R

.

Example.

Consider the ring

Z

of integers. Then every ideal of

Z

is of the form

nZ = {··· , −2n, −n, 0, n, 2n, ···} ⊆ Z.

It is easy to see this is indeed an ideal.

To show these are all the ideals, let

I C Z

. If

I

=

{

0

}

, then

I

= 0

Z

. Otherwise,

let

n ∈ N

be the smallest positive element of

T

. We want to show in fact

I

=

nZ

.

Certainly nZ ⊆ I by strong closure.

Now let m ∈ I. By the Euclidean algorithm, we can write

m = q · n + r

with 0

≤ r < n

. Now

n, m ∈ I

. So by strong closure,

m, qn ∈ I

. So

r

=

m − q · n ∈ I

. As

n

is the smallest positive element of

I

, and

r < n

, we must

have r = 0. So m = q · n ∈ nZ. So I ⊆ nZ. So I = nZ.

The key to proving this was that we can perform the Euclidean algorithm on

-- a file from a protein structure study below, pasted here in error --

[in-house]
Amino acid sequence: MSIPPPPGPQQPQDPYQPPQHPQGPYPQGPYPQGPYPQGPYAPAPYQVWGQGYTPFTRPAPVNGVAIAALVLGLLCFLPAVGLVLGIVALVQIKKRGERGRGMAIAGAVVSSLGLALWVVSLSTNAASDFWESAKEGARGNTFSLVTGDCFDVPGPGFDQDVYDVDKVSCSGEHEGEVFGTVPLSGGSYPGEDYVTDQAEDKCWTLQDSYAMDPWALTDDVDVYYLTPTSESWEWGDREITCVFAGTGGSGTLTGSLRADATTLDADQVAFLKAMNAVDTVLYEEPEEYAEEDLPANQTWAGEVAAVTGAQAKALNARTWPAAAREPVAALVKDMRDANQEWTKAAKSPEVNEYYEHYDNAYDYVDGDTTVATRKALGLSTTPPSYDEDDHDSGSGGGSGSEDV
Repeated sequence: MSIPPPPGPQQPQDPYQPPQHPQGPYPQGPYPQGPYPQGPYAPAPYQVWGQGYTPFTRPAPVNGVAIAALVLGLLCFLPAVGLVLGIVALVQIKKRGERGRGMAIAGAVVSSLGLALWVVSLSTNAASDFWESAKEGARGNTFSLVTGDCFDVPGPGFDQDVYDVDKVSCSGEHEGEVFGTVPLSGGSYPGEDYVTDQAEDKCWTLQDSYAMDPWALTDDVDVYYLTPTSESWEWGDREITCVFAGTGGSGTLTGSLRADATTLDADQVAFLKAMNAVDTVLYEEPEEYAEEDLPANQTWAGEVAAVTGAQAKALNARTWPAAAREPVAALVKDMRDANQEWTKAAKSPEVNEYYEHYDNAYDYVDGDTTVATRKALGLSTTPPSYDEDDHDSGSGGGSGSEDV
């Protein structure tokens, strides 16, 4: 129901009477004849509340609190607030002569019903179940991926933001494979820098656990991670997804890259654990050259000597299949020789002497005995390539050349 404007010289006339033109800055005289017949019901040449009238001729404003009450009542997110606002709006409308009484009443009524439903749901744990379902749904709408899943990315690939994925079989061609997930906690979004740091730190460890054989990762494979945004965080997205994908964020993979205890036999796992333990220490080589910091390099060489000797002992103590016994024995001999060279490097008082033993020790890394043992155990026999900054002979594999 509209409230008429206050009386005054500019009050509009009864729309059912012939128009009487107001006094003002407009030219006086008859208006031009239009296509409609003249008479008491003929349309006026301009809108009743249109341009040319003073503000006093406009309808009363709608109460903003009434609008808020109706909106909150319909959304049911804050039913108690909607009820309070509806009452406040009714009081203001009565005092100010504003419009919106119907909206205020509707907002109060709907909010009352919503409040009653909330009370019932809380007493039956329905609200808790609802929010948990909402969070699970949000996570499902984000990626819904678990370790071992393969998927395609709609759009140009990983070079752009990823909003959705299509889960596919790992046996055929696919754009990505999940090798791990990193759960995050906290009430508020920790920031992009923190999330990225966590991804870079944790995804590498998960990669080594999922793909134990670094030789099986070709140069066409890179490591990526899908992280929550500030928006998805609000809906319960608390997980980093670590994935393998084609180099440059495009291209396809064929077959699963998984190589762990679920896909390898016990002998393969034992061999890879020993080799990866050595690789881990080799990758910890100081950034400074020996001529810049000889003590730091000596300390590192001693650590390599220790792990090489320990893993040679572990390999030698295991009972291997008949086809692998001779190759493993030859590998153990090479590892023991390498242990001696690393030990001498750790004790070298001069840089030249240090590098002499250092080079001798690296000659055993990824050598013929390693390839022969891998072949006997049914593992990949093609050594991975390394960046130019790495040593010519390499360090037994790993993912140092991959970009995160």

Z

. Thus, for any ring

R

in which we can “do Euclidean algorithm”, every ideal

is of the form

aR

=

{a · r

:

r ∈ R}

for some

a ∈ R

. We will make this notion

precise in later.

Definition (Generator of ideal). For an element a ∈ R, we write

(a) = aR = {a · r : r ∈ R} C R.

This is the ideal generated by a.

In general, let a

1

, a

2

, ··· , a

k

∈ R, we write

(a

1

, a

2

, ··· , a

k

) = {a

1

r

1

+ ··· + a

k

r

k

: r

1

, ··· , r

k

∈ R}.

This is the ideal generated by a

1

, ··· , a

k

.

We can also have ideals generated by infinitely many objects, but we have to

be careful, since we cannot have infinite sums.

Definition

(Generator of ideal)

.

For

A ⊆ R

a subset, the ideal generated by